Make sure that you’re telling your doctor everything they need to know to help you.

Get the Doctor Discussion Guide>

“Rarely”

Did you know that inflammation can affect you—even if you don’t have symptoms?

SEE INSIDE INFLAMMATION>

Person typing on laptop keyboard

Know the basics of Crohn’s or UC

See an overview of facts on Crohn’s disease or ulcerative colitis (UC)—all on one downloadable page.

son sitting at a desk viewing inflammation inside the body on a laptop

Understand your inflammation

Explore and learn how inflammation affects you with Crohn’s disease or ulcerative colitis (UC)—from inside the body.

The Different Types of UC and Their Symptoms

If you have ulcerative colitis, you should know where your large intestine is inflamed. The type of UC you have impacts the symptoms and complications you may experience. And remember to always tell your doctor about the impact of your disease on your life.

Ulcerative Proctitis

Affects the rectum. Symptoms include rectal bleeding, rectal pain, and a feeling of urgency.

Ulcerative proctitis diagram
Proctosigmoiditis
Left-Sided Colitis
Pan-Ulcerative Colitis

What Are the Different Complications of Ulcerative Colitis?

In addition to symptoms ranging in severity, UC can lead to other serious complications. In some instances, your doctor or specialist may recommend surgery to repair damage in the large intestine.

These complications include:

  • Profuse bleeding
  • Rupture of the bowel
  • Severe symptoms that do not respond to medication
  • Increased risk of colon cancer, due to chronic inflammation of the colon
  • Vitamin and mineral deficiencies
  • Anemia—Over time, blood loss from inflammation and ulceration of the colon can lead to iron deficiency
  • Vitamin D deficiency—For people with UC, decreased vitamin D can lead to bone loss such as osteopenia and/or osteoporosis.†† Corticosteroid use can make bone loss worse

Want to prepare for your next UC doctor visit? Use the Doctor Discussion Guide 

Person looking at map on mobile phone

Looking for a gastroenterologist?

Find a gastroenterologist—a doctor who specializes in Crohn’s disease and ulcerative colitis (UC)—near you.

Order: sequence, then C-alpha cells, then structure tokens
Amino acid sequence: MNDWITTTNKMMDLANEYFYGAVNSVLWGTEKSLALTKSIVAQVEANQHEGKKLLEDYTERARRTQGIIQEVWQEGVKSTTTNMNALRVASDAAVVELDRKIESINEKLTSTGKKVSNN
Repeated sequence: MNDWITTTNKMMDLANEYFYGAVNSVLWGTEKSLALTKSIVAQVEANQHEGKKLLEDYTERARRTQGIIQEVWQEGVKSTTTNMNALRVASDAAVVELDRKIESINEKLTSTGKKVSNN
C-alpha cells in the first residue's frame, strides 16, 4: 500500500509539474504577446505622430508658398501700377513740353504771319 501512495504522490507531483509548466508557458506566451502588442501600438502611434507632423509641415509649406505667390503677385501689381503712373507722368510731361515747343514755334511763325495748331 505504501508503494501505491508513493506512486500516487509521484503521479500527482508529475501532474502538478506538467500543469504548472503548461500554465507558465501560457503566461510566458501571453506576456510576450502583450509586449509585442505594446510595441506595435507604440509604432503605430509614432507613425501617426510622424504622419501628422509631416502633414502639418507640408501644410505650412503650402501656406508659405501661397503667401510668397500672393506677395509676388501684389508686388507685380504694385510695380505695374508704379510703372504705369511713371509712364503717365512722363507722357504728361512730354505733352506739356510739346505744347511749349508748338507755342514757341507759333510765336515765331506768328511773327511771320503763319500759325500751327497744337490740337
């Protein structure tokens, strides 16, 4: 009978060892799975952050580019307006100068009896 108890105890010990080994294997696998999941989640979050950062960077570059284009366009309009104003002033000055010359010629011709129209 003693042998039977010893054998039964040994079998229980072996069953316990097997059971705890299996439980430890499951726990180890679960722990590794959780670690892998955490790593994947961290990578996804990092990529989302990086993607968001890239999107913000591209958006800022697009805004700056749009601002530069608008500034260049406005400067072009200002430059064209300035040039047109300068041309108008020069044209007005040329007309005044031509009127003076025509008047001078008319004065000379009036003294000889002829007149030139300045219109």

Woman going over her doctor discussion guide with her doctor

Make the most of your appointments

Our doctor discussion guide can help you talk effectively with your doctor during your visits.

Stopwatch

Is it time to make a personalized action plan?

See how much time your disease is impacting you. Answer 5 quick questions and get 3 customized, timely steps to help you and your doctor take action with your disease.

Hand holding restroom request card

Get a Restroom Request Card* and helpful info

Have a discreet way to ask for access to restricted restrooms if you have symptoms. And get updates, resources and more sent to your inbox.

Person sitting at a desk viewing inflammation inside the body on a laptop

Understand your inflammation

Explore and learn how inflammation affects you with Crohn’s disease or ulcerative colitis (UC)—from inside the body.

Woman going over her doctor discussion guide with her doctor

Make the most of your appointments

Our doctor discussion guide can help you talk effectively with your doctor during your visits.

Person looking at map on mobile phone

Looking for a gastroenterologist?

Find a gastroenterologist—a doctor who specializes in Crohn’s disease and ulcerative colitis (UC)—near you.

Stopwatch

Is it time to make a personalized action plan?

See how much time your disease is impacting you. Answer 5 quick questions and get 3 customized, timely steps to help you and your doctor take action with your disease.